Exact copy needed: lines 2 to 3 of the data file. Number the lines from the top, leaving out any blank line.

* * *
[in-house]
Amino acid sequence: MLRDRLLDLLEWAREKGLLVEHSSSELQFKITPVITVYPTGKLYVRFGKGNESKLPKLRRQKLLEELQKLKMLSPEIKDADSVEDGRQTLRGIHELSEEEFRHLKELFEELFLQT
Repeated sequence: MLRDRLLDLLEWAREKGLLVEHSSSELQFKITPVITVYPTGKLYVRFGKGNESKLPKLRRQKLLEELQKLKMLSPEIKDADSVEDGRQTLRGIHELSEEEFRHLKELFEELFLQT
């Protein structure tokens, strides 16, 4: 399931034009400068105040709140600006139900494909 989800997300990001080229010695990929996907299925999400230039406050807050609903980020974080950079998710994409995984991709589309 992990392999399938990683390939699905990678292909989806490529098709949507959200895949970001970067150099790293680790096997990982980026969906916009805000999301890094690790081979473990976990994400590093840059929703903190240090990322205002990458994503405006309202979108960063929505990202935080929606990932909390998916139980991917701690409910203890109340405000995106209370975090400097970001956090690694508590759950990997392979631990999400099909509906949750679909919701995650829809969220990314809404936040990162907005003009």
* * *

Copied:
Amino acid sequence: MLRDRLLDLLEWAREKGLLVEHSSSELQFKITPVITVYPTGKLYVRFGKGNESKLPKLRRQKLLEELQKLKMLSPEIKDADSVEDGRQTLRGIHELSEEEFRHLKELFEELFLQT
Repeated sequence: MLRDRLLDLLEWAREKGLLVEHSSSELQFKITPVITVYPTGKLYVRFGKGNESKLPKLRRQKLLEELQKLKMLSPEIKDADSVEDGRQTLRGIHELSEEEFRHLKELFEELFLQT